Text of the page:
In the U.S. and Canada, where class action suits were being launched, the American Diabetes Association (ADA) and Canadian Diabetes Association (now Diabetes Canada) also defended biosynthetic insulin, referring to individuals who had spoken out about its harmful effects as “emotional.” The stances of these trusted organizations largely explain why the class actions failed and U.S. regulators never conducted post-market surveillance, accepting Eli Lilly’s offer to revise the warning label to note the risk of hypoglycemia unawareness. Regulators in the U.S., Canada, and the UK were also satisfied with the claims of manufacturers that all insulins presented hypoglycemic risk, even though awareness of the condition was common prior to the introduction of biosynthetic insulins.

The revised label on Eli Lilly’s Humulin read, “a few patients who experienced hypoglycemic reactions after being transferred to Humulin have reported that these early warning symptoms were less pronounced than they were with animal-source insulin.” This implied that the loss of hypoglycemia warning signals was not caused by the use of biosynthetic human insulin, but by switching from animal insulin. With this, the company implicitly demanded that providers prescribe biosynthetic human insulin to newly diagnosed patients. Providers complied.

Aftermath and market consolidation

In the late 1990s and early 2000s, when human insulin was going off-patent, Eli Lilly and Novo Nordisk introduced “analog” insulins. Though also made from recombinant technology, analogs are different at a molecular level, and many individuals cite markedly improved quality of life with their use. Nathan Loewy, 31, of Winthrop, Minnesota, spent his childhood in and out of hospitals while using human insulin. However, he claims that his life was transformed within a year of transitioning to analogs in 2001. “I noticed increased control and fewer extreme highs and lows.”

Still, Loewy eventually developed neuropathy, chest pain, muscle pain, retinopathy, and other complications of diabetes, which he attributes to “the lack of control [he] had for greater than one decade” while using human insulin. He never used animal-derived insulin.

While Loewy is satisfied with analogs, some, like 76-year-old Brent Hoadley from Lamont, Florida, yearn for the now-withdrawn animal-sourced products. Hoadley resents having to continuously wear a glucose monitor and insulin pump to detect hypoglycemia and stabilize his glucose levels. “They keep entrapping us with more and more equipment, since they’ve taken away an insulin that worked.”

With biosynthetic insulin, Eli Lilly and Novo Nordisk established a global market within which small producers can no longer compete. Diabetics worldwide rely upon three primary manufacturers, which have neglected geographic regions perceived less profitable due to market size or price controls, leaving half of the 100 million insulin-dependent diabetics worldwide without access to any type of treatment. This oligopoly accounts for the $300-a-vial cost of analogs in the U.S., where Eli Lilly, Sanofi, and Novo Nordisk are accused of price-fixing and paying manufacturers not to produce biosimilar (generic) insulin. Due to costs, one in four diabetics admit to under-dosing, and dozens have died doing so.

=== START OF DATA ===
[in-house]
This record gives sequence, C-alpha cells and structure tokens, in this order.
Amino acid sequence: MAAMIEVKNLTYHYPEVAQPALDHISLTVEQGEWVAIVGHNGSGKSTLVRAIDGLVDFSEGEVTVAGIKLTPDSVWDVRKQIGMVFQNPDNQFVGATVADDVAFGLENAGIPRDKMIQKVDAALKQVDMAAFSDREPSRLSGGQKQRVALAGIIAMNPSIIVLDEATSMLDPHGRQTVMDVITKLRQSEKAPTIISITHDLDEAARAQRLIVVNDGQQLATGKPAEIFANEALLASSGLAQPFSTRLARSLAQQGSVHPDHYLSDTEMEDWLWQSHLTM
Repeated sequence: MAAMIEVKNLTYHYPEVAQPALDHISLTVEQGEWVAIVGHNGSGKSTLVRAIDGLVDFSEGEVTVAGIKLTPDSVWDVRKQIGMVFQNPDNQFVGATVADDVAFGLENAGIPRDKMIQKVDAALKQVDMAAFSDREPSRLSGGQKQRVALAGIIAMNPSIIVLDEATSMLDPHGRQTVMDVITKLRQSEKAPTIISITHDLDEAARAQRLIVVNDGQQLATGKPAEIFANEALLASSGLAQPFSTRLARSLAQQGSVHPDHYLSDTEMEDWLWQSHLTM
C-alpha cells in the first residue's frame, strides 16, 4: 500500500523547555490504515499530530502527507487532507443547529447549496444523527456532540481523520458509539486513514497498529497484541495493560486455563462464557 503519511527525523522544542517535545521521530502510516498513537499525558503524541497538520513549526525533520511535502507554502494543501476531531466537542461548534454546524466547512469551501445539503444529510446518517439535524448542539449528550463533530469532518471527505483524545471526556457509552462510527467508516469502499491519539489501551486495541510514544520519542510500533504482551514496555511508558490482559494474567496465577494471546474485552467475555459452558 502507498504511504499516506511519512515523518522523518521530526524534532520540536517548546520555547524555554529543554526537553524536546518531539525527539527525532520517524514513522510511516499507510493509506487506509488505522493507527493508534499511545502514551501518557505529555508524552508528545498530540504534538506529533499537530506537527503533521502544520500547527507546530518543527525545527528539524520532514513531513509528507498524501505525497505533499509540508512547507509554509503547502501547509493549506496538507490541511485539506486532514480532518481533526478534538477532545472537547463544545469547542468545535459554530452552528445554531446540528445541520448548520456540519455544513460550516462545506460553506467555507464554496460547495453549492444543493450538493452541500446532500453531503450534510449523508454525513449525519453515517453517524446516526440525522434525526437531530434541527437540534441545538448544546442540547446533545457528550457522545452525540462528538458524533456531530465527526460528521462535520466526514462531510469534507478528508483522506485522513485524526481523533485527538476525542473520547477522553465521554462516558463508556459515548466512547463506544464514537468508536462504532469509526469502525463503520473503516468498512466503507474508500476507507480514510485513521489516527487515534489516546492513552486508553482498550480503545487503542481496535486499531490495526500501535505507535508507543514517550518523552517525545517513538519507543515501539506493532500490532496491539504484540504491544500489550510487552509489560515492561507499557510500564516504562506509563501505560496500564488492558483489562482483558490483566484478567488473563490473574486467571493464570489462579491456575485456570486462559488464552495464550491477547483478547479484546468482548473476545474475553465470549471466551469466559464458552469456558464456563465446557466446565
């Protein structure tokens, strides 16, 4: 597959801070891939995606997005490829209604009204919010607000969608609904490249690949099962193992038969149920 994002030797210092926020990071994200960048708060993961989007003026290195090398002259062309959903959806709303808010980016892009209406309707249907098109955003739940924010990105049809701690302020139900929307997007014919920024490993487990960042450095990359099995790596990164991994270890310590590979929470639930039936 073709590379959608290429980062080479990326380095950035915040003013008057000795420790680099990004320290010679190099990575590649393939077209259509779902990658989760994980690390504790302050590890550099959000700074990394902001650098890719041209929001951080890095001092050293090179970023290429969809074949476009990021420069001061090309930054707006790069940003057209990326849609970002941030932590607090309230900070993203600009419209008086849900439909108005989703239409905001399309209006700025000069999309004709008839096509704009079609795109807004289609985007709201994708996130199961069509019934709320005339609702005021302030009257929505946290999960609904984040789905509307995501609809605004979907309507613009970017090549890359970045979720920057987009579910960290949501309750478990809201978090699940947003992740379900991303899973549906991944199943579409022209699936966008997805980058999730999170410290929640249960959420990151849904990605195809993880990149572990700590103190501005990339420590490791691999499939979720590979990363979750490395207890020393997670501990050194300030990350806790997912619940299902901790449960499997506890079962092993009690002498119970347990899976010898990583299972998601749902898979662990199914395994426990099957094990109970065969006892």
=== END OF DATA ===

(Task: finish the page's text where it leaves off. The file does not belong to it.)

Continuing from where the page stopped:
Rather than taking measures to curtail costs, U.S. lawmakers have touted cheaper human insulin as a solution. So have manufacturers, industry-funded physicians, and ADA representatives. While some can safely use human insulin, others cannot.

Despite the hardships endured by its users, biosynthetic human insulin is hailed as one of the greatest medical marvels of the century. In 2000, the British Prime Minister Tony Blair cited it as an example of biotechnology’s promise to produce “life-saving medicines”. The Smithsonian Museum of American History hosts a collection titled the “Birth of Biotech,” which celebrates human insulin as the quintessence of the “inventive thinking” that has advanced civilization. The stories of those whose lives have been ruined or lost to it have been mostly erased.

Insulin manufacturers are not the only parties to highlight the innovative nature of their products, in order to distract from risks and protect their revenues. Many drug makers tweak products and frequently talk of newer, improved therapies in the pipeline in order to defend drug costs.

But there is no reason to presume that treatments in the making will necessarily improve upon those that already exist, nor that existing treatments will remain available for those who need them. Dr. Warren Bell knows this. “Whenever a drug like human insulin is commercially successful, instead of diversity, you get complete effacement of prior alternatives,” he said. “So anyone who does better with older treatments is immediately marginalized.” 

That is precisely what happened for many of his patients.

Additional research by Colleen Fuller.